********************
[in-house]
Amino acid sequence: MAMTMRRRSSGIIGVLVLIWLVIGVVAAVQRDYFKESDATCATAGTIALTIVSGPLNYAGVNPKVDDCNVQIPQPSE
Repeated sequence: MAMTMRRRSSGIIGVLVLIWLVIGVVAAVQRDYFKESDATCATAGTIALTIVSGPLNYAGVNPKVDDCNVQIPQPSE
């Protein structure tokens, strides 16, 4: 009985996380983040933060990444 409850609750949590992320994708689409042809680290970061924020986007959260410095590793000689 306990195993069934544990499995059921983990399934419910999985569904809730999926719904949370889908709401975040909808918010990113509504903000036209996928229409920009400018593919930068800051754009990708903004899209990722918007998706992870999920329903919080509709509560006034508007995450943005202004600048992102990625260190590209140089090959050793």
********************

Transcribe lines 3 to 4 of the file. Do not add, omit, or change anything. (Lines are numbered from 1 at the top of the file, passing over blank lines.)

Repeated sequence: MAMTMRRRSSGIIGVLVLIWLVIGVVAAVQRDYFKESDATCATAGTIALTIVSGPLNYAGVNPKVDDCNVQIPQPSE
């Protein structure tokens, strides 16, 4: 009985996380983040933060990444 409850609750949590992320994708689409042809680290970061924020986007959260410095590793000689 306990195993069934544990499995059921983990399934419910999985569904809730999926719904949370889908709401975040909808918010990113509504903000036209996928229409920009400018593919930068800051754009990708903004899209990722918007998706992870999920329903919080509709509560006034508007995450943005202004600048992102990625260190590209140089090959050793």